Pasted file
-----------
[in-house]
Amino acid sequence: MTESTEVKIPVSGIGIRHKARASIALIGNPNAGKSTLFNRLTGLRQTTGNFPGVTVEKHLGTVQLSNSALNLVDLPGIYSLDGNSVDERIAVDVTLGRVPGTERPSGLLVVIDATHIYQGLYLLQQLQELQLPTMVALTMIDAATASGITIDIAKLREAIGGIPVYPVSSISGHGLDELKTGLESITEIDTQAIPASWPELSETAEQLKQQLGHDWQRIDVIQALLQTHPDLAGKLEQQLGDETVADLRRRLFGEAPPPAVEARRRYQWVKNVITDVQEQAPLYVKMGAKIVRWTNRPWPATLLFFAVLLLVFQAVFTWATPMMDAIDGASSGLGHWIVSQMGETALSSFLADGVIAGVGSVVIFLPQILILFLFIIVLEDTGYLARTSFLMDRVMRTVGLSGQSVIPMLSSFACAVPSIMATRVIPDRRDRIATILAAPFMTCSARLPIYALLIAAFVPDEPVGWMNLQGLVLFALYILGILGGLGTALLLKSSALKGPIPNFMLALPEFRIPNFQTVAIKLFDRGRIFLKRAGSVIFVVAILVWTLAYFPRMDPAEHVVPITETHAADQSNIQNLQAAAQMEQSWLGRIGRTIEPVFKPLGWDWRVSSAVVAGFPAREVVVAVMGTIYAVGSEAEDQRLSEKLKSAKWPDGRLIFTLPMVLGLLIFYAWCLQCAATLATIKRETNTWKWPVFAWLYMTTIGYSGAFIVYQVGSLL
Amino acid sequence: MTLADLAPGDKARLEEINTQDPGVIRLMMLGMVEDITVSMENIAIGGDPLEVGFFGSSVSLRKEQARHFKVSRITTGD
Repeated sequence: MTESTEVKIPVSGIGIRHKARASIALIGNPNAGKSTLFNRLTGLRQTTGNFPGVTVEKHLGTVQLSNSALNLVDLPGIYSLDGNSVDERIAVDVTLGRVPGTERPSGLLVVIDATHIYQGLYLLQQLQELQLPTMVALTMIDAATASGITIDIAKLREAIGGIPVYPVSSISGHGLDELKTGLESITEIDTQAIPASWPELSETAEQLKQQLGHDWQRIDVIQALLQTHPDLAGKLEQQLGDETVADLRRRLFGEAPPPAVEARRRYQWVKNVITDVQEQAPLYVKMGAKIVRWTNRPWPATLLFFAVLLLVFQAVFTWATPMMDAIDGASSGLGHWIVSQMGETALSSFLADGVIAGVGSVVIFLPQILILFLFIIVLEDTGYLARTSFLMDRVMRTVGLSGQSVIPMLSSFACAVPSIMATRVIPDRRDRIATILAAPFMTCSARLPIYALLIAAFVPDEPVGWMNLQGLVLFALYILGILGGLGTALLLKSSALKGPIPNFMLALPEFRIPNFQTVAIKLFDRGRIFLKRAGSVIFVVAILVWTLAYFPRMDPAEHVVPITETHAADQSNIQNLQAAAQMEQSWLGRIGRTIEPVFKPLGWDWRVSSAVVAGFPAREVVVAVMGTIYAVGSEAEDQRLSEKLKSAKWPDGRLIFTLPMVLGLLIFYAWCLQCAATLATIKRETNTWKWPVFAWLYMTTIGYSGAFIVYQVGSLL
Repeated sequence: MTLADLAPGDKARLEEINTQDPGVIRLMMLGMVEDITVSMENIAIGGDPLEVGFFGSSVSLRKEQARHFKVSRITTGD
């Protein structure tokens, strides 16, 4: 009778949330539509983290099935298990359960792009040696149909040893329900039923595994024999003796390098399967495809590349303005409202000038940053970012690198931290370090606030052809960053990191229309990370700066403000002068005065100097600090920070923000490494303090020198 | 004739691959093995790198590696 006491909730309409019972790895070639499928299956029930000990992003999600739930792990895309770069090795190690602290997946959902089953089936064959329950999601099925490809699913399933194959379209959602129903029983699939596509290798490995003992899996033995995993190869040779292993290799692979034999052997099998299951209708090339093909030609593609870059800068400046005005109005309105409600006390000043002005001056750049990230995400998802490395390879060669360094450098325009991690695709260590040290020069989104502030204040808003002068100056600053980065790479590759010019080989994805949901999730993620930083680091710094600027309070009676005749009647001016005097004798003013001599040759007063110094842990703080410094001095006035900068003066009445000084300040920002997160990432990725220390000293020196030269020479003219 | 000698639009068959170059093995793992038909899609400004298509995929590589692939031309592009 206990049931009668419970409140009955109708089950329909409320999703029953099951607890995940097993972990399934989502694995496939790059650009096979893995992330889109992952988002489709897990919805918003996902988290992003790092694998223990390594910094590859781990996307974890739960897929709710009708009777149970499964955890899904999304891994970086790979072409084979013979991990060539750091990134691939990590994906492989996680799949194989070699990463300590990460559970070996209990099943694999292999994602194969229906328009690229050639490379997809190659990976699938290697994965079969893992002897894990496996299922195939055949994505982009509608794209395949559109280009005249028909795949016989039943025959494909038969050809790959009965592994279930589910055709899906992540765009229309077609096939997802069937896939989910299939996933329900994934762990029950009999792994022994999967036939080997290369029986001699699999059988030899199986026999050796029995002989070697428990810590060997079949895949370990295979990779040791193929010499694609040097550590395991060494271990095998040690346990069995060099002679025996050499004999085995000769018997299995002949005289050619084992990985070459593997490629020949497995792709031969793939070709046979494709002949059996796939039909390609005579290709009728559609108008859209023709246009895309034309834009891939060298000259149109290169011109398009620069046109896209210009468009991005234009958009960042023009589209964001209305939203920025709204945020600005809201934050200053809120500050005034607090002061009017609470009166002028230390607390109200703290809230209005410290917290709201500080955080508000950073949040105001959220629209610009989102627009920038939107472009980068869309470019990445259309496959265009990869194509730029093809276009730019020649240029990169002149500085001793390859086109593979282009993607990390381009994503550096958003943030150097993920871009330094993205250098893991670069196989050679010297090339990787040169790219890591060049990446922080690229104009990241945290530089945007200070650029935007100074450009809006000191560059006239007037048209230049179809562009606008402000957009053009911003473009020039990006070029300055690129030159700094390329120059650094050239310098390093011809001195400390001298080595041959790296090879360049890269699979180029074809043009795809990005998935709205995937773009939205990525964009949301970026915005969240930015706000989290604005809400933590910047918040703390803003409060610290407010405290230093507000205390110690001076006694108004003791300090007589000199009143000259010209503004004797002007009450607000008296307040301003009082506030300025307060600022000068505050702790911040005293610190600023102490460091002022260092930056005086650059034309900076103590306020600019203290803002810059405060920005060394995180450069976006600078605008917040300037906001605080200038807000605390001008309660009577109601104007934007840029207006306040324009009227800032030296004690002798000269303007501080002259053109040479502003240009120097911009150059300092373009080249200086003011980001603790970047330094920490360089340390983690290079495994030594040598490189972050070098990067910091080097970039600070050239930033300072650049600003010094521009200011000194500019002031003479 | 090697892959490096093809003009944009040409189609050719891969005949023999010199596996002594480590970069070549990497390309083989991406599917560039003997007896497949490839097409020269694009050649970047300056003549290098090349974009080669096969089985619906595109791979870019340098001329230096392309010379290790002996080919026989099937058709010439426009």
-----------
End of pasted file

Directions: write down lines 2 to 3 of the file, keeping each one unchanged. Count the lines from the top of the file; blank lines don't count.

Amino acid sequence: MTESTEVKIPVSGIGIRHKARASIALIGNPNAGKSTLFNRLTGLRQTTGNFPGVTVEKHLGTVQLSNSALNLVDLPGIYSLDGNSVDERIAVDVTLGRVPGTERPSGLLVVIDATHIYQGLYLLQQLQELQLPTMVALTMIDAATASGITIDIAKLREAIGGIPVYPVSSISGHGLDELKTGLESITEIDTQAIPASWPELSETAEQLKQQLGHDWQRIDVIQALLQTHPDLAGKLEQQLGDETVADLRRRLFGEAPPPAVEARRRYQWVKNVITDVQEQAPLYVKMGAKIVRWTNRPWPATLLFFAVLLLVFQAVFTWATPMMDAIDGASSGLGHWIVSQMGETALSSFLADGVIAGVGSVVIFLPQILILFLFIIVLEDTGYLARTSFLMDRVMRTVGLSGQSVIPMLSSFACAVPSIMATRVIPDRRDRIATILAAPFMTCSARLPIYALLIAAFVPDEPVGWMNLQGLVLFALYILGILGGLGTALLLKSSALKGPIPNFMLALPEFRIPNFQTVAIKLFDRGRIFLKRAGSVIFVVAILVWTLAYFPRMDPAEHVVPITETHAADQSNIQNLQAAAQMEQSWLGRIGRTIEPVFKPLGWDWRVSSAVVAGFPAREVVVAVMGTIYAVGSEAEDQRLSEKLKSAKWPDGRLIFTLPMVLGLLIFYAWCLQCAATLATIKRETNTWKWPVFAWLYMTTIGYSGAFIVYQVGSLL
Amino acid sequence: MTLADLAPGDKARLEEINTQDPGVIRLMMLGMVEDITVSMENIAIGGDPLEVGFFGSSVSLRKEQARHFKVSRITTGD